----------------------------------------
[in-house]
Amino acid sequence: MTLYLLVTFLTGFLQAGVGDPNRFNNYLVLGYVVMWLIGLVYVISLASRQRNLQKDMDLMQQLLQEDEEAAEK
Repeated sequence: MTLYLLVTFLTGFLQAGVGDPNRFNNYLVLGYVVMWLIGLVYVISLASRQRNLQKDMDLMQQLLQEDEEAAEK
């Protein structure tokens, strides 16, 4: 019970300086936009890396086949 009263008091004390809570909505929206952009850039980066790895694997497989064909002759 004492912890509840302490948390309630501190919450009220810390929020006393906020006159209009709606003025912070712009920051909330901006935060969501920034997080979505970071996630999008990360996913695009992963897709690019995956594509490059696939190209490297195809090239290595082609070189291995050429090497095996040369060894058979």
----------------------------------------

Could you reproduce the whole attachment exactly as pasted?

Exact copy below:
[in-house]
Amino acid sequence: MTLYLLVTFLTGFLQAGVGDPNRFNNYLVLGYVVMWLIGLVYVISLASRQRNLQKDMDLMQQLLQEDEEAAEK
Repeated sequence: MTLYLLVTFLTGFLQAGVGDPNRFNNYLVLGYVVMWLIGLVYVISLASRQRNLQKDMDLMQQLLQEDEEAAEK
């Protein structure tokens, strides 16, 4: 019970300086936009890396086949 009263008091004390809570909505929206952009850039980066790895694997497989064909002759 004492912890509840302490948390309630501190919450009220810390929020006393906020006159209009709606003025912070712009920051909330901006935060969501920034997080979505970071996630999008990360996913695009992963897709690019995956594509490059696939190209490297195809090239290595082609070189291995050429090497095996040369060894058979």